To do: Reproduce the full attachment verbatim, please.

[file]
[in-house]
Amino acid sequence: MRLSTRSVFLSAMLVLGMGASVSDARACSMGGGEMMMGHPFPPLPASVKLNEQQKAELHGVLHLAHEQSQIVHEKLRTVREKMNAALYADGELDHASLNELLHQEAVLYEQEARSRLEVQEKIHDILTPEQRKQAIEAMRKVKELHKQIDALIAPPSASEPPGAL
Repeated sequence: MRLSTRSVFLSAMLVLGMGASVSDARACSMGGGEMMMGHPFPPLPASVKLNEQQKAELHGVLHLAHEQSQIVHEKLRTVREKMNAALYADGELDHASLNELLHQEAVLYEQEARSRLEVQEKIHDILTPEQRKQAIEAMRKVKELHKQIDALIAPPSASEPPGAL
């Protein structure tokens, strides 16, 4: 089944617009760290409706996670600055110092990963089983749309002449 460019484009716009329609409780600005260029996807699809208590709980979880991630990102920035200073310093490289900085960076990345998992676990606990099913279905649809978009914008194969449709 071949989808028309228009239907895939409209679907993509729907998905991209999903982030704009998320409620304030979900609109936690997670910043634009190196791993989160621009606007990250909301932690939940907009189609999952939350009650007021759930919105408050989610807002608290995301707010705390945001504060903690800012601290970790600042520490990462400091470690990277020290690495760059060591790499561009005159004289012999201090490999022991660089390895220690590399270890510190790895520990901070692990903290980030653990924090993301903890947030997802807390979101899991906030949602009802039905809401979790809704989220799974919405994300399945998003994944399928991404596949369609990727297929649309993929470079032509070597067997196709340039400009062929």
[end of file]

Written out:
[in-house]
Amino acid sequence: MRLSTRSVFLSAMLVLGMGASVSDARACSMGGGEMMMGHPFPPLPASVKLNEQQKAELHGVLHLAHEQSQIVHEKLRTVREKMNAALYADGELDHASLNELLHQEAVLYEQEARSRLEVQEKIHDILTPEQRKQAIEAMRKVKELHKQIDALIAPPSASEPPGAL
Repeated sequence: MRLSTRSVFLSAMLVLGMGASVSDARACSMGGGEMMMGHPFPPLPASVKLNEQQKAELHGVLHLAHEQSQIVHEKLRTVREKMNAALYADGELDHASLNELLHQEAVLYEQEARSRLEVQEKIHDILTPEQRKQAIEAMRKVKELHKQIDALIAPPSASEPPGAL
């Protein structure tokens, strides 16, 4: 089944617009760290409706996670600055110092990963089983749309002449 460019484009716009329609409780600005260029996807699809208590709980979880991630990102920035200073310093490289900085960076990345998992676990606990099913279905649809978009914008194969449709 071949989808028309228009239907895939409209679907993509729907998905991209999903982030704009998320409620304030979900609109936690997670910043634009190196791993989160621009606007990250909301932690939940907009189609999952939350009650007021759930919105408050989610807002608290995301707010705390945001504060903690800012601290970790600042520490990462400091470690990277020290690495760059060591790499561009005159004289012999201090490999022991660089390895220690590399270890510190790895520990901070692990903290980030653990924090993301903890947030997802807390979101899991906030949602009802039905809401979790809704989220799974919405994300399945998003994944399928991404596949369609990727297929649309993929470079032509070597067997196709340039400009062929």